If your payment is 15 days late or more, you will incur a 5% late fee. If your payment is 30 days late or more, you will be reported to the credit bureaus. This will damage your credit score. If the payment continues not to be made, you will eventually default on the loans, which will damage your credit score further.
Is a Self Credit Builder Loan Worth It?
The honest answer is: probably not.
Self credit builder loans are an effective way to build credit. By the time you’ve paid off your loan, you’ll definitely see an improvement in your score—provided you’ve made your payments on time and adopted good financial habits.
The problem is the price. With costs ranging from $46-$146, Self’s credit builder loans are some of the most expensive on the market. If you don’t have a lot of money to spare, there are free options available that can be just as effective.
4 Free Self Credit Builder Loan Alternatives
1. Apply for a Kickoff credit builder loan.
Kikoff is a credit builder loan provider just like Self. The difference is that Kikoff has zero fees and doesn’t charge any interest on their loans. That’s right, you get the full loan amount back at the end of your term. The company even allows you to close your account early without incurring a penalty.
2. Become an authorized user.
You can piggyback off someone else’s good credit by becoming an authorized user on their account. This is a great option if you have a friend or family member with excellent credit who is willing to help you out.
3. Get a secured credit card.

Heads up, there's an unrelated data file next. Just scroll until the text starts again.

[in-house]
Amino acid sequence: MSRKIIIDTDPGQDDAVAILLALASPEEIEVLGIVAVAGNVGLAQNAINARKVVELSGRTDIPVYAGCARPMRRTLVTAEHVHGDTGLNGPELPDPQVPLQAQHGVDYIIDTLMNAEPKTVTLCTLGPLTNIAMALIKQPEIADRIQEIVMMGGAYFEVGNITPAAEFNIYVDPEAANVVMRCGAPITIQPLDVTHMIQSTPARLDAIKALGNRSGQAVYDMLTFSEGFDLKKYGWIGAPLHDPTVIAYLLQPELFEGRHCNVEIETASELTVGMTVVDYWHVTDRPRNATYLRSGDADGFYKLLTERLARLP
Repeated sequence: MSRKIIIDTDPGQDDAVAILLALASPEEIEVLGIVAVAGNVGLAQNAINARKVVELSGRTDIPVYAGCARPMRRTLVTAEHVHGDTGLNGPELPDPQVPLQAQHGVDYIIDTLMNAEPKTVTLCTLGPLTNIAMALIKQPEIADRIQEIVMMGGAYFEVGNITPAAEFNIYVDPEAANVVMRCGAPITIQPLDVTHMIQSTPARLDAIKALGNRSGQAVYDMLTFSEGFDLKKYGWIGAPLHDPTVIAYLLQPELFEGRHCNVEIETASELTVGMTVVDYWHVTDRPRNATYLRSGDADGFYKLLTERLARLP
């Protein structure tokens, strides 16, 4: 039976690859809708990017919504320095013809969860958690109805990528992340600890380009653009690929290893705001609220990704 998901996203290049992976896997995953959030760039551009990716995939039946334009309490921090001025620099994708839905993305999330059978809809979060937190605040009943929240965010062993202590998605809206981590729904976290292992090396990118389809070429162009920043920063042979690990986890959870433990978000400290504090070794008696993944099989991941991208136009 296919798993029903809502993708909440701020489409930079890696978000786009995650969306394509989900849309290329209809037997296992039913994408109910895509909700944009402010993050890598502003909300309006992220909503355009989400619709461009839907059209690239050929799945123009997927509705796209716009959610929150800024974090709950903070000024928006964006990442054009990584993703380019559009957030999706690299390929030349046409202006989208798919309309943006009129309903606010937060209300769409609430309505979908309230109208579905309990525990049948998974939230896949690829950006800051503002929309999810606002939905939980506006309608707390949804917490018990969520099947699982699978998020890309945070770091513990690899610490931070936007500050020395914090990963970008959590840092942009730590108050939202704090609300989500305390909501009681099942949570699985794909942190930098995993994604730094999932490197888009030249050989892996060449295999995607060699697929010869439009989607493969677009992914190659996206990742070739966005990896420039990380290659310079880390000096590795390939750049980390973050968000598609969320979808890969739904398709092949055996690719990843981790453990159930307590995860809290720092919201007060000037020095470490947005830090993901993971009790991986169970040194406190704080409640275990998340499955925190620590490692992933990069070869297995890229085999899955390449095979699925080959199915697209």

A secured credit card is another great way to build credit without paying any fees. With a secured card, you make a deposit that serves as your credit limit. So if you deposit $500, your credit limit is $500. Because the credit limit is so low, secured cards tend to have high approval rates—even for people with bad credit.
4. Dispute errors on your credit report.
One of the best ways to improve your credit score is by disputing any errors you find on your report. Credit Sesame can help you with this. These errors can range from a mistaken late payment to an account that doesn’t even belong to you.
You can learn more about disputing errors (as well as other credit repair techniques) in our DIY credit repair guide.
The Bottom Line
As a financial product, Self credit builder loans are perfectly fine. The company is legitimate and the loans can be helpful for people trying to improve their credit scores.
That said, it’s hard to wholeheartedly recommend Self’s credit builder loans when there are free alternatives available that offer the same benefit. If you’re looking to build credit, you can find better ways to do it without spending a dime.